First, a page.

Best Ways To Get Accepted For A Second Mortgage
Best Ways to Get Accepted for a Second Mortgage
To get accepted for a second mortgage in the UK, it’s good to know what criteria the lenders look at when assessing if you qualify for a loan.
In this blog, we look at the information the lenders require to decide if they are happy to lend to you.
Remember, with a second mortgage, you are offering your home to the lender as security, and in the event of you not keeping up repayments, you could lose your home.
Do I Qualify For A Second Mortgage?
To qualify or apply for a second mortgage, you must meet the following criteria:
Be over 18 years of age.
Be a homeowner and have a mortgage secured against the property you offer as security.
Although most people offer their principal residence as security for a second mortgage, several lenders will consider taking someone’s buy-to-let property as security. Interest rates are generally higher when a lender takes a buy-to-let property as security.
If the property offered as security is in joint names, then both parties are jointly responsible for any second charge.
You need to have equity in your home. Equity is the difference in the value of your home and the outstanding balance of any mortgages secured against the property. For example, if your property is worth £500,000, and you have a mortgage of £350,000 secured against the property, then you have equity of £150,000.
Lenders will only lend up to a certain percentage of your property's equity. This is referred to as the loan to value or LTV. If a lender was prepared to lend up to 90% LTV, then you multiply the value of the property by 90% (£500,000 x 90% = £450,000) to get £450,000, and then deduct the mortgage of £350,000, meaning that you could potentially borrow £100,000.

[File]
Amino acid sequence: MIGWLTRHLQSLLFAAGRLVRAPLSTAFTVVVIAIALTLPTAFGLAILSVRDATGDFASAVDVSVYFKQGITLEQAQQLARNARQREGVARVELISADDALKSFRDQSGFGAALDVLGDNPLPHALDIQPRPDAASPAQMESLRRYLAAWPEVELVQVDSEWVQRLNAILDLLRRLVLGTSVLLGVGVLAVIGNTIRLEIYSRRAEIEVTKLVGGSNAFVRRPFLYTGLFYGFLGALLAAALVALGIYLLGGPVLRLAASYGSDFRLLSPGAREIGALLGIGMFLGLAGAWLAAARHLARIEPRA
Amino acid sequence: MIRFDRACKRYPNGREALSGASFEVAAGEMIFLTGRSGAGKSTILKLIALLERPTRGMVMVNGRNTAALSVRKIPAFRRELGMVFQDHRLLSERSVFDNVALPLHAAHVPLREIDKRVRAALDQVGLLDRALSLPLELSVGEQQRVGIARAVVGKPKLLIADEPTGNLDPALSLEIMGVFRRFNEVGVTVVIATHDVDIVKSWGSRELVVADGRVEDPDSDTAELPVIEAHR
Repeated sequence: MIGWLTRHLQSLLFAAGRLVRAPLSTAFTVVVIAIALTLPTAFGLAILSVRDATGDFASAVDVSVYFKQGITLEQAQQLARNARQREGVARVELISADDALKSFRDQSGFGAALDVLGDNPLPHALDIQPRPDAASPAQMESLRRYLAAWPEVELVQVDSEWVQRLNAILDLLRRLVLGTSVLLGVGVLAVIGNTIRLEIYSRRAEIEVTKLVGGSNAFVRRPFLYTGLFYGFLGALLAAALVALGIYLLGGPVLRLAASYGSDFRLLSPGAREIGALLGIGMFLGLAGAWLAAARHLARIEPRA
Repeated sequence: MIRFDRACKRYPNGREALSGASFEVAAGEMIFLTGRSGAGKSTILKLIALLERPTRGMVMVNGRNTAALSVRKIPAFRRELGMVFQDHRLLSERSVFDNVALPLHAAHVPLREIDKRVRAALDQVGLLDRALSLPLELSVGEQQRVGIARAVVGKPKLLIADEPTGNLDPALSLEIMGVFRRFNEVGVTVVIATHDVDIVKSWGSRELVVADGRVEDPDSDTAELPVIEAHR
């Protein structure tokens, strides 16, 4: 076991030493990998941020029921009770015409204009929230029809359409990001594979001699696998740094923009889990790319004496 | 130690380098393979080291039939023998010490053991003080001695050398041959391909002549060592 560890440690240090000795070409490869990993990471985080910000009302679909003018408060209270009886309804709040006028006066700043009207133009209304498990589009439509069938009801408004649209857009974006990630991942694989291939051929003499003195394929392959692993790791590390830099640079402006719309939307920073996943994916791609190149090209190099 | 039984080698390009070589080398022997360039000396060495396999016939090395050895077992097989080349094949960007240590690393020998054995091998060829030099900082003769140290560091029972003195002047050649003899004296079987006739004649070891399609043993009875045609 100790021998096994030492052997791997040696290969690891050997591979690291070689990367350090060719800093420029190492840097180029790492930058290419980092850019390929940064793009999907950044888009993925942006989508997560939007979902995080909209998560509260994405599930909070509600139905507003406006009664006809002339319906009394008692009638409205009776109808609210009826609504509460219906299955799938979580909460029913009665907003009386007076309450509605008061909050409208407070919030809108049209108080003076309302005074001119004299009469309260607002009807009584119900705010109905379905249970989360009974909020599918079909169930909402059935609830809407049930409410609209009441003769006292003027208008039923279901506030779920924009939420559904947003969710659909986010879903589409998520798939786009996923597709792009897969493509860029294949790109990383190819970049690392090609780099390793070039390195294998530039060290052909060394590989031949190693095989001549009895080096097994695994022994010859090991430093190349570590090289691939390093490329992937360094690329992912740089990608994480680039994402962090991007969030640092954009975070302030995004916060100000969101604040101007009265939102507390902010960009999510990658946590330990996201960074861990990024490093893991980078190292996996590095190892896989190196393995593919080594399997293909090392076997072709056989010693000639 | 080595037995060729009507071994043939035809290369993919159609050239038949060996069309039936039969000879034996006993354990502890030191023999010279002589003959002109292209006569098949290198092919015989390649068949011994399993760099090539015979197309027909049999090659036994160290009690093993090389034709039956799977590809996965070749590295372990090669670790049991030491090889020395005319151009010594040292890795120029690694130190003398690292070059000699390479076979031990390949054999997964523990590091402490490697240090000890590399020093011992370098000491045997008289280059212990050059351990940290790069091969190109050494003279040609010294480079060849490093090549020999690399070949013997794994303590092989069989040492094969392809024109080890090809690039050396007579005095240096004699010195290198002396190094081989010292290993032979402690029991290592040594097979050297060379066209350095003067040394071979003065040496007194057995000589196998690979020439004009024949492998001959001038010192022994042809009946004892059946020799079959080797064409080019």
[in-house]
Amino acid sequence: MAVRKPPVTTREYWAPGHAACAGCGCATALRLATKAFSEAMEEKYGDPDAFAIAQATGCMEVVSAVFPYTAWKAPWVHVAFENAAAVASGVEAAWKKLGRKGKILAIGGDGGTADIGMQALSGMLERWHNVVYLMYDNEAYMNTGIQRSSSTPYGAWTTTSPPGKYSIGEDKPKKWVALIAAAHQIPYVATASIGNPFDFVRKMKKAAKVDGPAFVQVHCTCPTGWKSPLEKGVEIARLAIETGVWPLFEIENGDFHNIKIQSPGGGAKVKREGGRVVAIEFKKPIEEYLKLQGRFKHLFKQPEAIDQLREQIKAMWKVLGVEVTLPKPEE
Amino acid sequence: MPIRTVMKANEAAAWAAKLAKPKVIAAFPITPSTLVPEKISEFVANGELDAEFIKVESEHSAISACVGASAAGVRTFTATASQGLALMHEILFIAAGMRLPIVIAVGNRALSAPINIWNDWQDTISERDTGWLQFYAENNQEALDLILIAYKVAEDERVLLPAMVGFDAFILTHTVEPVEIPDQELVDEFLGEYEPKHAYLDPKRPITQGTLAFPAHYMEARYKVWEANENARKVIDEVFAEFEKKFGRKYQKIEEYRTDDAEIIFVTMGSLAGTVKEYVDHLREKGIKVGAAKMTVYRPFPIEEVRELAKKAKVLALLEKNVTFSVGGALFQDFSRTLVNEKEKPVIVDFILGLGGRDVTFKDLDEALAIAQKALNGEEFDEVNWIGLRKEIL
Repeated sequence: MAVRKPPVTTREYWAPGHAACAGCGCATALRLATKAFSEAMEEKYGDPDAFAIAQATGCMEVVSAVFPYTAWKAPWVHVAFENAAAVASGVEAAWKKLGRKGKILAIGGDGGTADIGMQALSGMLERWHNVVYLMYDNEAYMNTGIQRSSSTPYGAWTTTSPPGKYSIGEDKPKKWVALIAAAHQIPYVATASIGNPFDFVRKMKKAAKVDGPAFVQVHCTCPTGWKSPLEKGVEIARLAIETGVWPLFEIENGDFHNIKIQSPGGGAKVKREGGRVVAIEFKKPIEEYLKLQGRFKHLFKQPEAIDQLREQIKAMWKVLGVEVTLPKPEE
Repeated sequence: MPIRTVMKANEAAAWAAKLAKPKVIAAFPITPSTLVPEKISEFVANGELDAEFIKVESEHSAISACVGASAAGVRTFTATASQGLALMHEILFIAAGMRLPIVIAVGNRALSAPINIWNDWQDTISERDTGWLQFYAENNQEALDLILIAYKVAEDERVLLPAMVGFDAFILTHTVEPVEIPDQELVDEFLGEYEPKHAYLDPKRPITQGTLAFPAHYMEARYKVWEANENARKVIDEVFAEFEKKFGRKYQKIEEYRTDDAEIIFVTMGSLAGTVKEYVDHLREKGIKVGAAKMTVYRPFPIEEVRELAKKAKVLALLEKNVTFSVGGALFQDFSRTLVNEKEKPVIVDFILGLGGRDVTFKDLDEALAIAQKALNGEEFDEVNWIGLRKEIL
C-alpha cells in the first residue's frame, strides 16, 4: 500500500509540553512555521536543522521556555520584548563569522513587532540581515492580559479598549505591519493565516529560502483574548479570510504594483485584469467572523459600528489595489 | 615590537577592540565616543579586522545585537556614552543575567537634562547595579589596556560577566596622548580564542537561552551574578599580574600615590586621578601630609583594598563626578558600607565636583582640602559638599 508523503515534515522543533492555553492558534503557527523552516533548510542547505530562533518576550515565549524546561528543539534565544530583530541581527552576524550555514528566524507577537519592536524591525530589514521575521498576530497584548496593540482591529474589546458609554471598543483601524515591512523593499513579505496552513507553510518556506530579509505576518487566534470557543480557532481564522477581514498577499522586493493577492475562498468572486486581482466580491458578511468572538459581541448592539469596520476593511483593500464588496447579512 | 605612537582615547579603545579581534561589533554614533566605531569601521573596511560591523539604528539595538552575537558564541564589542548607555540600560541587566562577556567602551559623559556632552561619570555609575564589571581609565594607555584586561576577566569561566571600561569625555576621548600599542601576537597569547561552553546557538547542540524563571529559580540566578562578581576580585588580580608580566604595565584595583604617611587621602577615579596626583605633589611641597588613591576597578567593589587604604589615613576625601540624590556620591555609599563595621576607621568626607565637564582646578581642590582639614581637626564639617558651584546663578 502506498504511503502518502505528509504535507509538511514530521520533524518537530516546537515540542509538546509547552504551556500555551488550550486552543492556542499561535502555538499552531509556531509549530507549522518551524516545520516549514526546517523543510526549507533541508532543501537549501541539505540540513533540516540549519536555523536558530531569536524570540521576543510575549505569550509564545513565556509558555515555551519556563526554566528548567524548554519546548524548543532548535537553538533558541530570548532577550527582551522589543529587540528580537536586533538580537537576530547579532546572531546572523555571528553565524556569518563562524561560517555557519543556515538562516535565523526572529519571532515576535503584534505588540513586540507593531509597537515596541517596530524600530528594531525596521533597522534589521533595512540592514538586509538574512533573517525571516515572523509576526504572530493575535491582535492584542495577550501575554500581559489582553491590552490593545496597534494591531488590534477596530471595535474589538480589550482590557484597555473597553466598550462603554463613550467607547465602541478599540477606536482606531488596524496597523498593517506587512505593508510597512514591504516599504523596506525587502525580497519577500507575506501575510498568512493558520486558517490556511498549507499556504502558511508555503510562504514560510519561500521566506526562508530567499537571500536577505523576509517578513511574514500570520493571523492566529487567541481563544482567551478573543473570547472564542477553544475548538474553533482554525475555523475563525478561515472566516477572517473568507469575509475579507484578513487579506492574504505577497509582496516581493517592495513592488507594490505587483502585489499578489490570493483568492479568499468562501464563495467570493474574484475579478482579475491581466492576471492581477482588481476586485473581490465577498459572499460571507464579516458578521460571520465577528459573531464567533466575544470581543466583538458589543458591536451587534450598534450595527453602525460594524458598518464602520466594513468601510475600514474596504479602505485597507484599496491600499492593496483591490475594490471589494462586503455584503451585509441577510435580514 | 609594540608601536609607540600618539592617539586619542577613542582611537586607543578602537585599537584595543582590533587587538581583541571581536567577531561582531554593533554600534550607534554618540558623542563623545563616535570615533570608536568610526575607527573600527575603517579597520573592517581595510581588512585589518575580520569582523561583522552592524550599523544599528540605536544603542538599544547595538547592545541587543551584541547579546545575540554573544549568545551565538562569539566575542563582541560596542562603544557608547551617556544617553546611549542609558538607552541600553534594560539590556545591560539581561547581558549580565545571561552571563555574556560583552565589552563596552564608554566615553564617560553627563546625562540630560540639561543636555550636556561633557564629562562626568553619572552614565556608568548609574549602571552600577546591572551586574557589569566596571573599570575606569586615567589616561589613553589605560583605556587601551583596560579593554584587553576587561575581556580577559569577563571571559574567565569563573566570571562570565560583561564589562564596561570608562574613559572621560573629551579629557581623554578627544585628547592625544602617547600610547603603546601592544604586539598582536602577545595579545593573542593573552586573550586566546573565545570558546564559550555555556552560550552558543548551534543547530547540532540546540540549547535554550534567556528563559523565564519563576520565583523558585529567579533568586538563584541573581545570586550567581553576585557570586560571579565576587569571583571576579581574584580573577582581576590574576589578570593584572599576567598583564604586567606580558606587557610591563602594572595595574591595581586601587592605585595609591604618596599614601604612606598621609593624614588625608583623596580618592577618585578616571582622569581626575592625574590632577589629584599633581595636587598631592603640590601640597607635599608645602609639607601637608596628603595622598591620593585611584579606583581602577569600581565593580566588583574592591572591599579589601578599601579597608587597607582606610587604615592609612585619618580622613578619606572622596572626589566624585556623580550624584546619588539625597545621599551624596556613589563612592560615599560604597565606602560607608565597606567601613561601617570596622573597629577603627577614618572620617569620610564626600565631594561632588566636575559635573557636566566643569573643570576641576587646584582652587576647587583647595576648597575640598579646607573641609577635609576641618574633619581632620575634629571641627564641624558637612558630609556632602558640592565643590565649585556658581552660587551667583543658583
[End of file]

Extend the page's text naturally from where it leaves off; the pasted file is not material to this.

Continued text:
You need to be employed or self-employed.
If you’ve recently changed jobs and are now working for a new employer, most lenders will insist that you have completed your probation period. If you have moved from one company to another but are carrying out a similar job type, some lenders may be happy to offer you a loan even if you are approaching the end of your probation period.
More importantly, you need to feel sure that you will pass any probation period before you take out a second mortgage. It would be wise to carry out your own affordability checks.
If employed, you might be asked for your last three payslips. In some situations, you may be asked to provide recent bank statements to prove the salary amount on your wage slip is shown in your bank account.
If self-employed, you will be required to provide recent SA302s. Sometimes, a lender may request that your accountant complete a certificate detailing the company's profit and income.
Some lenders will also take into account pension income on the basis the pension is paid until the borrower dies.
Things To Know Before You Apply For A Secured Loan
When applying for a second mortgage, also referred to as a secured loan, homeowner loan, or second charge mortgage, there are some points that you need to be sure of:
The amount of money you want to borrow - it’s essential to work out exactly how much you want to borrow. It's advised that you don’t borrow more than you need as the cost of borrowing can be high, and you may repay a large amount of interest if you keep the loan for, say, ten years.
If you are carrying out a big home improvement project, it’s recommended that you shop around to get competitive quotes from builders and ensure they can start work when you want them to.
If you are quoted, say, £40,000 to complete all works, you could consider borrowing £43,000 to cover any unexpected costs. If the works cost £40,000 or less, you can make a capital repayment and repay any unused money back into your account. Explain to your mortgage broker that you would like to consider a lender allowing you to repay capital.
What do you need the money for - people borrow for many reasons, including debt consolidation, home improvements, purchase of a second home or a buy-to-let property, a wedding, or a holiday.
While everyone enjoys a holiday, you must determine the cost when considering the interest you will pay back.
The value of your property - it’s essential to get a realistic idea of the value of your property as it can affect the amount you can borrow and the interest rate.